Returns the current date in a specified format (which defaults to a standard language-specific format when empty) and a specified language (which defaults to English). The format is similar to the one used by the Unix date command. For instance, <date> evaluates to “July 5, 2018”, <date||french> to “5 juillet 2018” and <date|%d %B om %k:%M|dutch> to “05 July om 21:47”.

<translate|what|from|into>
(translation of strings)

Returns the translation of a string what of the language from into the language into, using the built-in TeXmacs dictionaries. The languages should be specified in lowercase letters. For instance, <translate|File|english|french> yields “Fichier”.

The list of currently available languages can be checked in the DocumentLanguage menu. The built-in TeXmacs dictionaries can be found in

$TEXMACS_PATH/languages/natural/dic

When attempting to use a non-existing dictionary, the program may quit. For most purposes, it is more convenient to use the localize macro, which converts a string from English into the current language.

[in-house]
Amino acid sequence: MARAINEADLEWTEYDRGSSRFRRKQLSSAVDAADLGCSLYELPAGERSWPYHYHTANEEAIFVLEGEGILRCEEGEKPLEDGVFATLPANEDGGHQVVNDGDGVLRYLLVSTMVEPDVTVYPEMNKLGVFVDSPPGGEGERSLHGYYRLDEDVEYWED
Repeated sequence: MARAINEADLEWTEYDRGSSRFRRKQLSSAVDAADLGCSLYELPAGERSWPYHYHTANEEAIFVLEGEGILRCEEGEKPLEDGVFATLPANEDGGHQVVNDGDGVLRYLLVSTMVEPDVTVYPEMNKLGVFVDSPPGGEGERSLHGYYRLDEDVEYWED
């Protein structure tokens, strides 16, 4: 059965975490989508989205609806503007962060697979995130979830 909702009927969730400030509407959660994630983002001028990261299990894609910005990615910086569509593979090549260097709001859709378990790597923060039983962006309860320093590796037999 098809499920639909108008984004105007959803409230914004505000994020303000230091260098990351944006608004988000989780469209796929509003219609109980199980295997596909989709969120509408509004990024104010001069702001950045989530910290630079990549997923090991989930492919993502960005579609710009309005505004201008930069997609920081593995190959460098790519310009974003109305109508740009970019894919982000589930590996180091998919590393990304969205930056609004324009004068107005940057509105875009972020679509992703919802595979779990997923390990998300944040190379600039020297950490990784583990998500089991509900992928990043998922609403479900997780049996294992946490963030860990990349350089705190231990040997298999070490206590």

5.2.Arithmetic operations

<plus|expr-1||expr-n>

<minus|expr-1||expr-n>
(addition and subtraction)

Add or subtract numbers or lengths. For instance, <plus|1|2.3|5> yields 8.3 and <plus|1cm|5mm> produces . In the case of subtractions, the last argument is subtracted from the sum of the preceding arguments. For instance, <minus|1> produces -1 and <minus|1|2|3|4> yields 2.

<times|expr-1||expr-n>
(multiplication)

Multiply two numbers expr-1 until expr-n. One of the arguments is also allowed to be a length, in which case a length is returned. For instance, <times|3|3> evaluates to 9 and <times|3|2cm> to .

<over|expr-1||expr-n>
(division)

Divide the product of all but the last argument by the last argument. For instance, <over|1|2|3|4|5|6|7> evaluates to 102.857, <over|3spc|7> to , and <over|1cm|1pt> to 28.4528.

<div|expr-1|expr-2>

<mod|expr-1|expr-2>
(division with remainder)

Compute the result of the division of an integer expr-1 by an integer expr-2, or its remainder. For instance, <div|18|7>=2 and <mod|18|7>=4.

<equal|expr-1|expr-2>

<unequal|expr-1|expr-2>

<less|expr-1|expr-2>

<lesseq|expr-1|expr-2>

<greater|expr-1|expr-2>

<greatereq|expr-1|expr-2>
(comparing numbers or lengths)